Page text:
Vodafone failed to register its well-known trademark logo as a copyrighted work in the US Copyright Office.
The company was ascertaining that its logo is subject to copyright protection because it represents either a quotation mark or a balloon droplet in combination with geometrical shapes and colours.
The Office, however, disagreed, stating that widespread symbols and geometrical shapes cannot be registered as a copyrighted work due to a lack of originality.
According to the Section 313.4(J) of the Compendium:
Familiar symbols and designs are not copyrightable and cannot be registered with the U.S. Copyright Office, either in two-dimensional or three-dimensional form. 37 C.F.R. § 202.1(a). Likewise, the Office cannot register a work consisting of a simple combination of a few familiar symbols or designs with minor linear or spatial variations, either in two-dimensional or three-dimensional form. Examples of familiar symbols and designs include, without limitation:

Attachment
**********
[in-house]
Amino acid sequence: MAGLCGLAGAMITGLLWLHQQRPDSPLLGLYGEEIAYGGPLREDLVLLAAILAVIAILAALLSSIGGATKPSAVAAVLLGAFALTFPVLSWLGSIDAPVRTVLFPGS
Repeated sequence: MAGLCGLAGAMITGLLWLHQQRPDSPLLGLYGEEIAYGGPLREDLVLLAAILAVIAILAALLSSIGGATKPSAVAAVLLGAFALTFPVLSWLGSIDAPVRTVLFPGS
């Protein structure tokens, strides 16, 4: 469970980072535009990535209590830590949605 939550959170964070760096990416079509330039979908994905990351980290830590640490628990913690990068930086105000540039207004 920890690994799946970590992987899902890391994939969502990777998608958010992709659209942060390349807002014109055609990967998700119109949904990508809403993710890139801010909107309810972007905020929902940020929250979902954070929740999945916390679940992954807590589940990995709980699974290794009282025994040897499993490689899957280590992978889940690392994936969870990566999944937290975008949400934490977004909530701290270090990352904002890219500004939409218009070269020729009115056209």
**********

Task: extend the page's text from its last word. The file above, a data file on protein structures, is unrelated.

• Symbols typically found on a keyboard, such as asterisks, ampersands, and
While familiar symbols and designs cannot be registered by themselves, a work of authorship that incorporates one or more of these elements into a larger design may be registered if the work as a whole contains a sufficient amount of creative expression.
However, the mere fact that the symbol is combined with colours is not enough to create the necessary distinctiveness.
Source: Nedim Malovic, IPKat.
The EUIPO Board of Appeal ruled in the case R2378/2017-2 between Intercontinental Great Brands LLCи and the Spanish company GALLEAS Gullón, S.A.